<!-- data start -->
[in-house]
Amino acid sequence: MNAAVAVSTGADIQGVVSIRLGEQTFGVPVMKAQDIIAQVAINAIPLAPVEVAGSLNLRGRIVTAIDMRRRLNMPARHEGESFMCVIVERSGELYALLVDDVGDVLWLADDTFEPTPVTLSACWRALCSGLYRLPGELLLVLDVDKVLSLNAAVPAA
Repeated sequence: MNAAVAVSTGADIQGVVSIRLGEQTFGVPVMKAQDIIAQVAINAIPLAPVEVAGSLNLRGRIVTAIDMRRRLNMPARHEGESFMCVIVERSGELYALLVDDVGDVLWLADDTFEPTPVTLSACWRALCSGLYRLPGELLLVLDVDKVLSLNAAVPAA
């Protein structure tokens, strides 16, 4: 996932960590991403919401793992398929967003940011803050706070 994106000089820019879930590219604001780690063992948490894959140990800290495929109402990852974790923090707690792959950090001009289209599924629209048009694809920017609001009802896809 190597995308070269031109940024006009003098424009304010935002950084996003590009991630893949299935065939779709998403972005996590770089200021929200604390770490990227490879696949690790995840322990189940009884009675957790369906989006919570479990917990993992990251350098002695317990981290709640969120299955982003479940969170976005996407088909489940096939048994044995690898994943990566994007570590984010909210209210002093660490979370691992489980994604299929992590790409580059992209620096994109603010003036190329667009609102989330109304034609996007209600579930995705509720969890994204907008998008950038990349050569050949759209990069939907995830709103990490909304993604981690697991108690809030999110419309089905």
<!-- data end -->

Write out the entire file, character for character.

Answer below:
[in-house]
Amino acid sequence: MNAAVAVSTGADIQGVVSIRLGEQTFGVPVMKAQDIIAQVAINAIPLAPVEVAGSLNLRGRIVTAIDMRRRLNMPARHEGESFMCVIVERSGELYALLVDDVGDVLWLADDTFEPTPVTLSACWRALCSGLYRLPGELLLVLDVDKVLSLNAAVPAA
Repeated sequence: MNAAVAVSTGADIQGVVSIRLGEQTFGVPVMKAQDIIAQVAINAIPLAPVEVAGSLNLRGRIVTAIDMRRRLNMPARHEGESFMCVIVERSGELYALLVDDVGDVLWLADDTFEPTPVTLSACWRALCSGLYRLPGELLLVLDVDKVLSLNAAVPAA
């Protein structure tokens, strides 16, 4: 996932960590991403919401793992398929967003940011803050706070 994106000089820019879930590219604001780690063992948490894959140990800290495929109402990852974790923090707690792959950090001009289209599924629209048009694809920017609001009802896809 190597995308070269031109940024006009003098424009304010935002950084996003590009991630893949299935065939779709998403972005996590770089200021929200604390770490990227490879696949690790995840322990189940009884009675957790369906989006919570479990917990993992990251350098002695317990981290709640969120299955982003479940969170976005996407088909489940096939048994044995690898994943990566994007570590984010909210209210002093660490979370691992489980994604299929992590790409580059992209620096994109603010003036190329667009609102989330109304034609996007209600579930995705509720969890994204907008998008950038990349050569050949759209990069939907995830709103990490909304993604981690697991108690809030999110419309089905």